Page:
9. Can't buy an RTX 3080? It seems like some miners are having no problem getting one An image of a mining rig with 78 RTX 3080s has surfaced (Image credit: Puget System) While the Nvidia GeForce RTX 3080 is absolutely an amazing graphics card, it's perhaps more well known at this point for just being a pain to get your hands on. However, not everyone is having the same amount of trouble. A post over at Techarp shows a mining rig with 78 PNY RTX 3080s, which is 78 more RTX 3080s than most people are able to get their hands on right now. That's $54,522 worth of graphics cards at retail price. On the off chance that this miner didn't use a bot to scoop all of these cards off of retail sites, most RTX 3080s are selling for around $1,199 on sites like Ebay, so at the most we're looking at $93,522 worth of hardware. Even after expenses, this is supposedly enough to turn a profit before the year has turned out, so this does help to explain why these graphics cards have been so hard to come by in recent times. We don't think that the shortage comes entirely down to mining, like it did back in 2017, but cases like this surely aren't helping – that is, as PC Gamer's Paul Lilly points out, the image shown by Techarp isn't just photoshopped. Graphics cards for the people For a graphics card that came out three months ago, the Nvidia GeForce RTX 3080 is very hard to actually find in stock anywhere – assuming you're not ready to drop double the retail price. And right now, we're not quite sure when people are going to be able to easily go to Newegg and buy a brand new graphics card. Back in November, we heard from Nvidia CFO Colette Kress that it would take a few months for Nvidia Ampere availability to catch up with demand, which means we're still probably looking at February 2021. However, if we start seeing crypto miners moving away from dedicated ASIC cards and back to graphics cards meant for gamers, that could throw a wrench into the whole availability question. However, given that we keep hearing word that Nvidia is planning a whole bunch of other graphics card launches, including leaks of both mobile Ampere GPUs and the RTX 3080 Ti rumor that just won't go away, it's safe to assume Nvidia has plans in place to greatly increase production of its silicon. But the official story is still the same as it's been for the last couple of months: the graphics cards are sold out and we won't know when more stock is coming until it comes. Hopefully everyone that wants to buy an RTX 3080 will be able to get one without breaking open their piggy banks to pay aftermarket prices for one. Can't buy an RTX 3080? It seems like some miners are having no problem getting one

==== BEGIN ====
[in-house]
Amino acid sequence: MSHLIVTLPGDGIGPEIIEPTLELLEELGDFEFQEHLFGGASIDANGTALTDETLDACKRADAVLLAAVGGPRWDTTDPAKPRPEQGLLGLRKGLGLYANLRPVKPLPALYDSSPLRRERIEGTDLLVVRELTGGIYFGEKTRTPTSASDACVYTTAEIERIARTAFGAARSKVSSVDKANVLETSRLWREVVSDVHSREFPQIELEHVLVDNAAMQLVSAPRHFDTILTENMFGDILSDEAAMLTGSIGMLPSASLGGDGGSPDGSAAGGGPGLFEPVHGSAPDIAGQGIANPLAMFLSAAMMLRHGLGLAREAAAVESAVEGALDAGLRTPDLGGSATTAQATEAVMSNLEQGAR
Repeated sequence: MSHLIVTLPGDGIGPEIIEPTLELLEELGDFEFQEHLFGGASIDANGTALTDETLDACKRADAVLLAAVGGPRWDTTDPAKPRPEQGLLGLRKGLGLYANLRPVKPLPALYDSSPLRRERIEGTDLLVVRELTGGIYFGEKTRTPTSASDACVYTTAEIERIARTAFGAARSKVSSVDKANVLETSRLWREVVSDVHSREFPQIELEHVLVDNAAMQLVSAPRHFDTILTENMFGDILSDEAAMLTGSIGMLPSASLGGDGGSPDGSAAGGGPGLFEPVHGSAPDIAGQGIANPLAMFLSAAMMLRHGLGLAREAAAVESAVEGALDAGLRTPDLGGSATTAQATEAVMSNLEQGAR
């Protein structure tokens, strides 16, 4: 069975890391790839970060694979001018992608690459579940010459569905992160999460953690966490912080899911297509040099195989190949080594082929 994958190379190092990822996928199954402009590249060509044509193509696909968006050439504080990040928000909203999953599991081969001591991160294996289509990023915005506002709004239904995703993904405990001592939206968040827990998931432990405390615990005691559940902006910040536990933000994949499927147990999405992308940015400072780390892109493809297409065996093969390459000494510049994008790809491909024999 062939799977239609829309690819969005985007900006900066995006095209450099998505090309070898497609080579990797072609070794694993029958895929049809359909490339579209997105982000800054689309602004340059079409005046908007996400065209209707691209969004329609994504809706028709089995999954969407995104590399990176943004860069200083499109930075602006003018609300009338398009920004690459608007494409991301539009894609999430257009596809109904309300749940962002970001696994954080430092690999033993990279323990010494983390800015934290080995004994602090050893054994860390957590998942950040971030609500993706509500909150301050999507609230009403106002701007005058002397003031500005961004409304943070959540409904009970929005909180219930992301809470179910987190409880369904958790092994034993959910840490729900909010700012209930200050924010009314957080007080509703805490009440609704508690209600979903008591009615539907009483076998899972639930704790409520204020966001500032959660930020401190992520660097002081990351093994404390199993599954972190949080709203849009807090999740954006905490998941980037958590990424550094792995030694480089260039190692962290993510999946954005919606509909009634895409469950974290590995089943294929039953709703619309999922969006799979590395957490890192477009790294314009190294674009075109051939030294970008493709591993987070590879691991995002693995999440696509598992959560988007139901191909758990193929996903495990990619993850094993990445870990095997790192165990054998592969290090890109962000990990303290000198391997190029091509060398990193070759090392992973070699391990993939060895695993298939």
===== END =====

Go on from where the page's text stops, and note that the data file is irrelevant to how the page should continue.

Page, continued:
10. Nvidia CEO says GeForce RTX 3080 and RTX 3090 shortages will continue into next year Take a good look – it might be as close as you get until 2021 (Image credit: Nvidia) Nvidia CEO Jensen Huang announced on Monday that the demand for Nvidia's latest GeForce RTX 3080 and RTX 3090 graphics cards has been so intense that manufacturers cannot keep up with it, creating shortages that are going to last into 2021. According to Tom's Hardware, Huang revealed the projected shortage during a press Q&A during Nvidia's GTC announcement. "I believe that demand will outstrip all of our supply through the year," he said. "Remember, we're also going into the double-whammy. The double-whammy is the holiday season. Even before the holiday season, we were doing incredibly well, and then you add on top of it the ‘Ampere factor,’ and then you add on top of that the ‘Ampere holiday factor,’ and we're going to have a really really big Q4 season." Huang said that the problem wasn't on the supplier side of the equation but on the consumer side – as in, everybody with a PC chomping at the bit to get their hands on one of the new Ampere cards. "The 3080 and 3090 have a demand issue, not a supply issue," he said. "The demand issue is that it is much much greater than we expected – and we expected really a lot." An RTX 3070 shortage is almost certain as well. Can AMD capitalize? While the GeForce RTX 3080 and RTX 3090 is sold out nearly as fast as retailers are able to restock, the upcoming RTX 3070 release is looking even more likely to suffer a similar fate as its bigger Ampere siblings. With shortages of RTX 3080s and 3090s stretching on for months, all those empty-handed consumers are that much more tempted to try and buy the RTX 3070 when it goes on sale in the coming weeks, creating the same selling-out-within-seconds dynamic that are currently plaguing both the RTX 3080 and the RTX 3090. With the shortage of Nvidia cards all but set in stone for the next few months, there does seem to be an opening of sorts for Team Red to fill all those empty online shopping carts with their RX 6000 Big Navi cards set to be announced on October 28. With the graphics cards going on sale in advance of Black Friday, AMD could very well be a compromise option for a lot of buyers, assuming that their Big Navi cards can hold their own against the new RTX 3000 series. And if they're competitive on price as well, Nvidia's shortage could be AMD's windfall – at least in the short term. Nvidia CEO says GeForce RTX 3080 and RTX 3090 shortages will continue into next year